Julep Dana, Ledi, Tia, and black cat nail decals

It’s been a while since I last posted, but I’m still around. I’ve just gotten a bit busy with life stuff to keep up as frequently with this blog, but I’ll still be posting when I have a chance. :]

Anyway, quick post-mortem on my Halloween nails this year, using polishes and nail decals from the Julep October 2014 Black Magic collection:

  • Julep Dana (2 coats) on the index,
  • Julep Ledi (2 coats) & Julep Tia (1 coat) on the middle,
  • Dana (2 coats) with a Julep black cat nail decal on the ring, and
  • Ledi (2 coats) on the pinky,

all topped with Julep Freedom top coat. This is in natural light:

I was rushed when I painted these right before Halloween, so sorry for the sloppy bits here and there! ;P

Dana is basically a cool-leaning neutral white creme polish with a very subtle blue sheen. The white has the barest touch of beige to it, so it’s not as harsh as a stark white, but it still looks somewhat on the cool side to me, possibly because of contribution from the blue sheen. To be honest, though, you can barely see the blue once the polish is on the nail, as you can see in the photo above. It’s extremely subtle. In any case, Dana’s a flattering shade of white, and the hint of blue lends a feeling of cleanness to it.

Application was okay, but it wasn’t my favorite. It tended to go on a little patchy, and for some reason, the polish didn’t dry right on my ring finger, and I ended up having to redo the entire nail because it wouldn’t dry enough for me to apply the nail decal. The other nails with Dana were fine, though, so I’m not sure what the problem was. (I always wash my hands with soap and dry them completely before applying nail polish.)

Ledi is a black superfine shimmer. The shimmer is so fine, in fact, that it’s not all that visible, unless you’re actively looking for it, as you can see in the photo. Generally, Ledi will probably look like a black creme to a casual observer, though a closer look reveals a velvety texture from the very fine shimmer, which gives it a finish that reminds me of car paint. The shimmer gives Ledi a subtly more elegant look to it than plain creme, but it’s definitely not immediately obvious. Depending on how closely you stare at your polish, you may not particularly find this one particularly worth getting over a regular black creme. Formula on this one was great, though, and it went on very smoothly.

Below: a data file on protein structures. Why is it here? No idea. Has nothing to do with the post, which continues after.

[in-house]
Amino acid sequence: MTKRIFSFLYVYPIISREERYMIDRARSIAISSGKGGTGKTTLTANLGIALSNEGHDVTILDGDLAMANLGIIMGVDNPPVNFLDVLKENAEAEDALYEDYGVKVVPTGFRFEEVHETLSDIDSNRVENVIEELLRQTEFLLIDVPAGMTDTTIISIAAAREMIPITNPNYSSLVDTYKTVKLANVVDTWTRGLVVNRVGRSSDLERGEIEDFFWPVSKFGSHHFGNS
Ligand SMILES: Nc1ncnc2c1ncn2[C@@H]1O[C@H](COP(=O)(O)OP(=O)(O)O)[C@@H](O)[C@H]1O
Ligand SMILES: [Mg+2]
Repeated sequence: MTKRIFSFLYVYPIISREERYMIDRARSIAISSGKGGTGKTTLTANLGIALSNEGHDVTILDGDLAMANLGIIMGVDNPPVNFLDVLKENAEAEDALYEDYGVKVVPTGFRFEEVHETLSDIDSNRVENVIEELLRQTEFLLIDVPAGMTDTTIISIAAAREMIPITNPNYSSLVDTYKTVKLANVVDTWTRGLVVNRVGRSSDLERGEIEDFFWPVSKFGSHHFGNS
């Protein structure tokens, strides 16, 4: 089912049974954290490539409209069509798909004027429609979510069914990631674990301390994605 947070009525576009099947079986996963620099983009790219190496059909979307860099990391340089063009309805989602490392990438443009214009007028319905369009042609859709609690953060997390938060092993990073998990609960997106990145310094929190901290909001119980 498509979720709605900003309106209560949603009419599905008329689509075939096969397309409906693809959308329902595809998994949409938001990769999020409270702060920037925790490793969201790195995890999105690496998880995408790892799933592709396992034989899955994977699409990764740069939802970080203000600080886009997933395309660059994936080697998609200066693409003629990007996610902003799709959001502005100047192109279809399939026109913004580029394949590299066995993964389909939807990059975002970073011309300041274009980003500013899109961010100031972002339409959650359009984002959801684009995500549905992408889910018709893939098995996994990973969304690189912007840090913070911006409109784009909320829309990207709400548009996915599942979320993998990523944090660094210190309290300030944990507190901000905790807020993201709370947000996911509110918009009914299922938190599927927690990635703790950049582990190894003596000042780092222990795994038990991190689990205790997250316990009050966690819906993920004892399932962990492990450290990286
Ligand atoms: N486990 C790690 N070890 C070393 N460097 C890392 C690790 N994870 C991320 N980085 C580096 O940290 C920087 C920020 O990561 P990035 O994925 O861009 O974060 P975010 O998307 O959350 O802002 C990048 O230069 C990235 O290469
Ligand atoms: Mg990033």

Tia is a sheer-ish black jelly with a smattering of gold and copper/orange glitters that flash green from certain angles. I like this one a lot, especially how well it layers over Ledi’s subtle shimmer. I didn’t swatch it on its own on a nail this time, but the swatch I did on the Swatch Me cap sticker suggests an opacity level similar to a smoky black top coat, like Sally Hansen’s Big Smoky Top Coat or L’Oreal’s Smoky Top Coat, except with glitter, of course. Glitter payoff is good, with no special placement needed to get the even distribution I have on my middle finger nail. No complaints about this formula, either.

The black cat nail decals worked just fine, though as with nail decals in general, there’s a little bit of a learning curve and patience needed to get the sticker on right. Even on polish that feels dry to the touch,  from my experience, a misplaced sticker may damage the polish and require a complete do-over. It’s best to work carefully and get it right on the first try. These decals are perfectly smooth with two layers of Julep Freedom top coat on top to seal them in.

These nails lasted at least a full week without noticeable damage, and all of it removed relatively easily, including the cat sticker. My only complaint about them is that the nails with Dana somehow looked more and more discolored over the week, and by the end, they looked practically beige. No amount of scrubbing with soap and water seemed to remove the weird brownness, which really bothered me. I have no idea if that’s because of Dana or the top coat or something else. If you have any insight into this, please let me know in the comments – thanks!


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